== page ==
Chinese students facing more challenges due to the UCU strike

China town, London, 18/2/2018,Stellar Cheng

China town, London on 18th February 2018. Image: Stellar Cheng

Staff at 61 UK universities are starting a 14 day long strike action from today and the substantial number of overseas students from China are deeply worried about the impact on their studies.

The dispute concerns planned changes to the Universities Superannuation Scheme (USS) pension scheme which the University College Union (UCU) says will leave their members considerably worse off when they retire.

Staff pensions will be subject to changes in the stock market.

The UCU says it is likely to leave a typical lecturer almost £10,000 a year worse off.

The large number of students from China have been expressing their concerns about the harm and damage to their student experience.

The number of Chinese students at British universities far exceeds any other nationality with 91,215 studying in 2015-16.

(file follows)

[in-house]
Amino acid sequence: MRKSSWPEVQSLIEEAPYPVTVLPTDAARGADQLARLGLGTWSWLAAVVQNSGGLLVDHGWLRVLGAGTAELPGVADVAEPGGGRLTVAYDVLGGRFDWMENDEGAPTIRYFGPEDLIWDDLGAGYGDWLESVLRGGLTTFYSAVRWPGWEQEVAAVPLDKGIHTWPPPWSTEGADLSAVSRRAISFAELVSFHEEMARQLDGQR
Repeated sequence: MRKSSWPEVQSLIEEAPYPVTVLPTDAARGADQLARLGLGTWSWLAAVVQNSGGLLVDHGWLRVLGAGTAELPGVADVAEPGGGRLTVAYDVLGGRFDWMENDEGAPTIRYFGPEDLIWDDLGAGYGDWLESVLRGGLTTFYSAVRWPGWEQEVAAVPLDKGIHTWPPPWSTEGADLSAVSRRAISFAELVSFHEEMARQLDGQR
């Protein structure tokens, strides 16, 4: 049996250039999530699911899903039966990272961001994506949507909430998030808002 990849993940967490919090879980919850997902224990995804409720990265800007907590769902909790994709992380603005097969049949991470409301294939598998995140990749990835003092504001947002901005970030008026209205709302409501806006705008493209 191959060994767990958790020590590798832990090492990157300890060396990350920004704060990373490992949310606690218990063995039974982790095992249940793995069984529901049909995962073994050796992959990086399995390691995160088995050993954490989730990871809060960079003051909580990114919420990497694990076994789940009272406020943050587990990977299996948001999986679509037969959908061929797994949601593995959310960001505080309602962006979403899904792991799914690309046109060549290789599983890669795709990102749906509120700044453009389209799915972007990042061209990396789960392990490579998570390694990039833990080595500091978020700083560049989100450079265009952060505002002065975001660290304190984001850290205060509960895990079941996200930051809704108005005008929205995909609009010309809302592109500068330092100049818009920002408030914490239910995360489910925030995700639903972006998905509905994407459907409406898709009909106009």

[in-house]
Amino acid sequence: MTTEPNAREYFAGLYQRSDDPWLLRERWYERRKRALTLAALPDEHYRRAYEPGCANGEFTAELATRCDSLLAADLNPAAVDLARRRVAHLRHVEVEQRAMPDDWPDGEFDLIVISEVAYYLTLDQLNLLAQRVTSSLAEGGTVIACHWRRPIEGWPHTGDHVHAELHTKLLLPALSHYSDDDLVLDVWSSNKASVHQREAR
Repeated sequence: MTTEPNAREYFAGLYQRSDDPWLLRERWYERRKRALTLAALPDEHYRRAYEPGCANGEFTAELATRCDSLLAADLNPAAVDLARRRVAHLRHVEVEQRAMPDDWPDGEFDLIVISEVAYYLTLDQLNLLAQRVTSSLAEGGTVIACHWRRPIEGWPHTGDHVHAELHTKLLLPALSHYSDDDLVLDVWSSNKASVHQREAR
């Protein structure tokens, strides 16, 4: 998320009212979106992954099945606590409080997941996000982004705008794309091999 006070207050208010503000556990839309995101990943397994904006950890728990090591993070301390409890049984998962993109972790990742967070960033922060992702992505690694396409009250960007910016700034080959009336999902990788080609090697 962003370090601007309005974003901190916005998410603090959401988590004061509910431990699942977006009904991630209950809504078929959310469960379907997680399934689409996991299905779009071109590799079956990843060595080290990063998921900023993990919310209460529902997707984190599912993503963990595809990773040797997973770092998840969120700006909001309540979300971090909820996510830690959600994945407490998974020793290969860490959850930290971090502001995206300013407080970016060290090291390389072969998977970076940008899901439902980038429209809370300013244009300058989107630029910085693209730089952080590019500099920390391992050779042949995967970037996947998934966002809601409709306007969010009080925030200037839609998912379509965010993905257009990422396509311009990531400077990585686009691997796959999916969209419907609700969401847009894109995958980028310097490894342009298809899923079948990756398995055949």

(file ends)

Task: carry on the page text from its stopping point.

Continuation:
The figures for the current academic year are expected to be similar.

In 2015-16, the UK was the only country showing a significant increase in student numbers from China.

Some Chinese students preferred to explain their worries anonymously.

The news of the strike has been sudden and surprising leaving many students unable to anticipate the situation in terms of planning flights home.

The insecurity has added to the stress of those Chinese students who have had to cope with the homesickness of staying in Britain when more well-off students have returned to China for the traditional family New Year celebrations.


Many believe that if they are going to be without classes, tutorials, and assessments during the strike period, they should receive some refund on tuition fees or get extensions on exam deadlines.

Another reason Chinese students are experiencing more stress from the strike is that they pay very high overseas tuition fees that are usually more than double the amount paid by home/EU students.

There is the added pressure of studying at a fluent academic standard in a second language.

Many Chinese student welfare officers are concerned this could trigger or exacerbate bipolar and other mental health conditions associated with the homesickness experienced by students from China.

Chinese students are also very concerned that the strike period is directly followed by the Easter vacation thus extending the vista of isolation, insecurity and last of structure needed when studying overseas thousands of miles from home.

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